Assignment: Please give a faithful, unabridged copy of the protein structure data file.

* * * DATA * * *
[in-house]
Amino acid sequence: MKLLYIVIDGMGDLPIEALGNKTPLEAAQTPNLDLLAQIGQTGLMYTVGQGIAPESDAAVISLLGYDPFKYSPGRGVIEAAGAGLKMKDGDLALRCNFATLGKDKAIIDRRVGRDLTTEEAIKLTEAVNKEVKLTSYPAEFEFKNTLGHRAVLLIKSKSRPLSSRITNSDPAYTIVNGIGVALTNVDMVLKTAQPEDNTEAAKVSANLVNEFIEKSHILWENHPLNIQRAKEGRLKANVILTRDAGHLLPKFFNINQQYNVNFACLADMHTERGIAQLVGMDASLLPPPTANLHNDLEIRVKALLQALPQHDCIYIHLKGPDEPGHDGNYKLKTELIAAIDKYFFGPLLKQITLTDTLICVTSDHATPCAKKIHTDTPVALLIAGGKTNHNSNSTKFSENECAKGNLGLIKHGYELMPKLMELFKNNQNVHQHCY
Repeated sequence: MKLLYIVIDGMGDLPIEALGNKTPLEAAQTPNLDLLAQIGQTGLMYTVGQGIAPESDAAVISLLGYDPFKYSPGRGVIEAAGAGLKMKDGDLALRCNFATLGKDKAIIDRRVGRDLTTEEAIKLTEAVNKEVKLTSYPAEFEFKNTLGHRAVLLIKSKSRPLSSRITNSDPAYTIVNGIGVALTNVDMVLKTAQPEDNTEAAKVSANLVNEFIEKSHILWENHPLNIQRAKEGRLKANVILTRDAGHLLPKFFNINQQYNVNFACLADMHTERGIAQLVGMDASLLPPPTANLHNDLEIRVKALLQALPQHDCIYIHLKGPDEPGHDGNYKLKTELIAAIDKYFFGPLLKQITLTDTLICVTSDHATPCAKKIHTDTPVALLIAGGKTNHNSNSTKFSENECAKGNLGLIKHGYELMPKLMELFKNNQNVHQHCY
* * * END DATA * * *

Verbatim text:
[in-house]
Amino acid sequence: MKLLYIVIDGMGDLPIEALGNKTPLEAAQTPNLDLLAQIGQTGLMYTVGQGIAPESDAAVISLLGYDPFKYSPGRGVIEAAGAGLKMKDGDLALRCNFATLGKDKAIIDRRVGRDLTTEEAIKLTEAVNKEVKLTSYPAEFEFKNTLGHRAVLLIKSKSRPLSSRITNSDPAYTIVNGIGVALTNVDMVLKTAQPEDNTEAAKVSANLVNEFIEKSHILWENHPLNIQRAKEGRLKANVILTRDAGHLLPKFFNINQQYNVNFACLADMHTERGIAQLVGMDASLLPPPTANLHNDLEIRVKALLQALPQHDCIYIHLKGPDEPGHDGNYKLKTELIAAIDKYFFGPLLKQITLTDTLICVTSDHATPCAKKIHTDTPVALLIAGGKTNHNSNSTKFSENECAKGNLGLIKHGYELMPKLMELFKNNQNVHQHCY
Repeated sequence: MKLLYIVIDGMGDLPIEALGNKTPLEAAQTPNLDLLAQIGQTGLMYTVGQGIAPESDAAVISLLGYDPFKYSPGRGVIEAAGAGLKMKDGDLALRCNFATLGKDKAIIDRRVGRDLTTEEAIKLTEAVNKEVKLTSYPAEFEFKNTLGHRAVLLIKSKSRPLSSRITNSDPAYTIVNGIGVALTNVDMVLKTAQPEDNTEAAKVSANLVNEFIEKSHILWENHPLNIQRAKEGRLKANVILTRDAGHLLPKFFNINQQYNVNFACLADMHTERGIAQLVGMDASLLPPPTANLHNDLEIRVKALLQALPQHDCIYIHLKGPDEPGHDGNYKLKTELIAAIDKYFFGPLLKQITLTDTLICVTSDHATPCAKKIHTDTPVALLIAGGKTNHNSNSTKFSENECAKGNLGLIKHGYELMPKLMELFKNNQNVHQHCY